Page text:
How Clutter Impacts your Work Productivity
Clutter is around us everywhere. From our work desk to our bookcase to our paper filing cabinets, we see clutter at work. But, it’s not only physical clutter – it’s also our digital clutter, emotional clutter, and spiritual clutter that’s affecting our mental health and well-being. Let’s find out how clutter impacts our work productivity and what research says about clutter and stress levels.
How Clutter Impacts your Work Productivity
One of the easiest ways to increase work productivity is to remove clutter from your work life and home life. But why? And what really is clutter?
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What is Clutter?
Clutter is anything that gets in the way of experiencing joy each day. It can be anything that takes away our energy and focus from the things that are most important to us.
Is there more than one type of clutter?
To make it simple, I view clutter in four categories. Physical clutter, mental clutter, emotional clutter and spiritual clutter exist in our world. All types of clutter affect our work lives and home lives – AKA our JOY!
4 Types of Clutter:
· Physical Clutter is comprised of our tangible objects. We visually see this type of clutter in our work offices, cars, and homes. Physical clutter can be simplified using the KonMari Methodä.
· Mental Clutter affects our ability to process information. Mental clutter tends to accumulate in our digital world through emails, text messages, phone calls and digital files. It is similar to mental overload, or the mental load that many people carry around.
· Emotional Clutter affects our ability to express feelings such as sadness, fear, or anger. Today, many of us find difficulty expressing our feelings due to the digital world. One way to help reset this is to journal your feelings.
· Spiritual Clutter affects our energy levels and ability to be present in the moment. Today, many of us are incorporating mindfulness and taking mindful pauses during the day to help with spiritual clutter.
Now that we know what clutter is and the four types of clutter affecting our work lives and home lives, how does clutter relate to work productivity? Clutter takes up valuable resources including our time, energy, focus, and money.
Picture this: How many times have you misplaced a piece of paper? A password to an important software for work? A reference book? The time you spend looking for lost things adds up, and TIME is a resource that we cannot get back. Now think about how many times you have had to re-organize your desk because it was covered with papers, books or office supplies? Add in the time you’ve spent decluttering your email inbox and internet browser tabs and that is some SERIOUS time spent on non-income producing work activities.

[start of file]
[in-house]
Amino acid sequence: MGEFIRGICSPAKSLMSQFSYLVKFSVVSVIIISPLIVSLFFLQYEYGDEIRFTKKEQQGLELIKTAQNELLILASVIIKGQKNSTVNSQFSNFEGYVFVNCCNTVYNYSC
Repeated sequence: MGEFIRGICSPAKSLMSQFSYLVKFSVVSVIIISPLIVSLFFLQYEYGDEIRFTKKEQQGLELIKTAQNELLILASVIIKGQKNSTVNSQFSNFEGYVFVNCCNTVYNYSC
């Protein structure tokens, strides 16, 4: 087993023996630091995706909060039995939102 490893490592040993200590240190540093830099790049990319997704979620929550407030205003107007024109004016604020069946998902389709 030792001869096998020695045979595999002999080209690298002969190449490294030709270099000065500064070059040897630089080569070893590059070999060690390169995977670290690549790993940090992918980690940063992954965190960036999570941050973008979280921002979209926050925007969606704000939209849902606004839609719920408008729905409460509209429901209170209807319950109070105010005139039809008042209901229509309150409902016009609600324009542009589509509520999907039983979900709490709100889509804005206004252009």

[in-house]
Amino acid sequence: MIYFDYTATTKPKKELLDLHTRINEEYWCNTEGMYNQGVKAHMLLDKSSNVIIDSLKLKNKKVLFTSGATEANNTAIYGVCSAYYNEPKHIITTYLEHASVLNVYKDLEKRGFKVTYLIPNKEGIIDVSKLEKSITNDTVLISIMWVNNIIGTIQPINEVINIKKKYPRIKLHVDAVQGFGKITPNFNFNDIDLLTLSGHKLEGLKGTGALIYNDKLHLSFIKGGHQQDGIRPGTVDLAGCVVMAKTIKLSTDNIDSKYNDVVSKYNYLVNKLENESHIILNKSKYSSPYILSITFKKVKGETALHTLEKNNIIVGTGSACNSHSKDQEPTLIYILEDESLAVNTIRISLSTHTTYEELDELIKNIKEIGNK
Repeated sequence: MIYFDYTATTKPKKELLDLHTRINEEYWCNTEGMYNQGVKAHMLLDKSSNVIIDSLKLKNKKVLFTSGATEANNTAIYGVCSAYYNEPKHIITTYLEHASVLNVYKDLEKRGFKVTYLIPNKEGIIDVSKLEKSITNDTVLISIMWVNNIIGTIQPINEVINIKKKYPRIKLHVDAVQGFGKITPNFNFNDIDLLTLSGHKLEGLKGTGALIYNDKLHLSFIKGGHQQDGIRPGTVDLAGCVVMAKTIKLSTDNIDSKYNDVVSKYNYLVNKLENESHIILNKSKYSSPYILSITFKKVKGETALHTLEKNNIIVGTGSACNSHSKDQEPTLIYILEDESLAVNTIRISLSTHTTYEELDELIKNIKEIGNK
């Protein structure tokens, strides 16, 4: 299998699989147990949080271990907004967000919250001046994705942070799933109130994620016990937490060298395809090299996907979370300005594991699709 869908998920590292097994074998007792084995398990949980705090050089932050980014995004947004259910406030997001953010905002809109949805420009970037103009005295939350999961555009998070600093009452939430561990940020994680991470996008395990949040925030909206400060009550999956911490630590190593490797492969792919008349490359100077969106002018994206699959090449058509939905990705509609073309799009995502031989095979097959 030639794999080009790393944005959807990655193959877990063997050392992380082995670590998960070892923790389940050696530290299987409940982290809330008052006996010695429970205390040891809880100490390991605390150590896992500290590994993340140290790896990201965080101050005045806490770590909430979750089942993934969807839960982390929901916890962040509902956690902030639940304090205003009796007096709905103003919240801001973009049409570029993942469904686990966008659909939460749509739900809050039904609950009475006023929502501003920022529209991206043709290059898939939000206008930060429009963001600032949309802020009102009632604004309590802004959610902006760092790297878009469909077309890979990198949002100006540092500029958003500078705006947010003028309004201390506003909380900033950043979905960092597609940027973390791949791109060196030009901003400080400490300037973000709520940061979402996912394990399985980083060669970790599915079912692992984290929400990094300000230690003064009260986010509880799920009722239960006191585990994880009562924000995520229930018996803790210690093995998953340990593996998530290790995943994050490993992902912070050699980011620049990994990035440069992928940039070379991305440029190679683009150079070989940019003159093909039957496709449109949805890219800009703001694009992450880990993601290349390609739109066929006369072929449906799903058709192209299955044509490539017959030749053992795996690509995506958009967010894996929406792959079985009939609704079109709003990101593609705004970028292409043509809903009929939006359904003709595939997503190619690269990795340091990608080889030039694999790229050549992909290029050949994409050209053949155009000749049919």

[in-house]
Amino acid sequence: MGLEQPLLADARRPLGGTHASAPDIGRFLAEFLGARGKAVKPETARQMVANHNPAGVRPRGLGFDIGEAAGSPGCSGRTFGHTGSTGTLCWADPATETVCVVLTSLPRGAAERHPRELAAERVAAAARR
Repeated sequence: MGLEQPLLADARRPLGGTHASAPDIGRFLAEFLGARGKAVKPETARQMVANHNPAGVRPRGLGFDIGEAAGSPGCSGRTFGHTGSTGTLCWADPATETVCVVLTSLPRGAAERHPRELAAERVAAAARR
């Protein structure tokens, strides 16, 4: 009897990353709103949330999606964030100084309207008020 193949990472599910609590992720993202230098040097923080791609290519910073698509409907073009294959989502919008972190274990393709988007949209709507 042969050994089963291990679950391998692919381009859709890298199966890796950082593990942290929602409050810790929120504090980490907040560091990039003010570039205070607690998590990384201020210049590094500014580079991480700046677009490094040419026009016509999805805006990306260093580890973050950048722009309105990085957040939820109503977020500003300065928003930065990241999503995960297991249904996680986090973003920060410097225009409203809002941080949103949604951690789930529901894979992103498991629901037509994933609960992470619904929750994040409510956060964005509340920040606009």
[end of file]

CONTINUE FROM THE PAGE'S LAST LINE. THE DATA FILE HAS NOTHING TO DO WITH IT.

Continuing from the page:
What does research say about clutter and stress levels?
The research shows that cluttered spaces leave us feeling anxious, helpless and overwhelmed. Clutter is directly tied to stress levels from cortisol production in our bodies (especially in women). Our brain only has so much space to take in and process information. Clutter makes it more difficult to focus because it takes up some of that brain space.
All that to say – YES, clutter may be affecting our health and wellbeing. If we don’t tackle the issue, clutter can add anxiety, stress, lack of focus, and other problems to our daily lives. Your clutter impacts your work productivity in a lot of negative ways if you allow it.
So, how do you get started decreasing clutter to improve work productivity?
Step 1: Acknowledge that clutter is affecting your work productivity. It all starts with our MINDSET around clutter. We need to acknowledge that clutter is not serving our best self. Let it go with gratitude and the intention to find joy at work and in life.
Step 2: Clarify the purpose of each physical item in your work life. Outline the purpose of your digital platforms – your email, your phone use, your internet use, and your social media use. Fill in the end of this sentence for each of them (and remember it is YOU who decides this, not your boss or society or culture).
· The purpose of my email inbox is…
Step 3: Simplify how you use each area of your work life. Simplify the physical clutter – ask yourself if it sparks joy, has a functional use, or has a future use? If yes, keep it and store it with intention in a proper location. If no, let it go with gratitude for the learning experience it taught you. Continue to apply the simplifying step to each physical item and then move onto the digital clutter (mental clutter).
Step 4: Align your work into your life and NOT the other way around! Work is ONE part of our life and NOT our whole life. Do the mindset work around this idea and you’ll be cultivating joy at work through simple workflows that serve you.
I want to know how clutter has shifted your feelings about work and joy in life!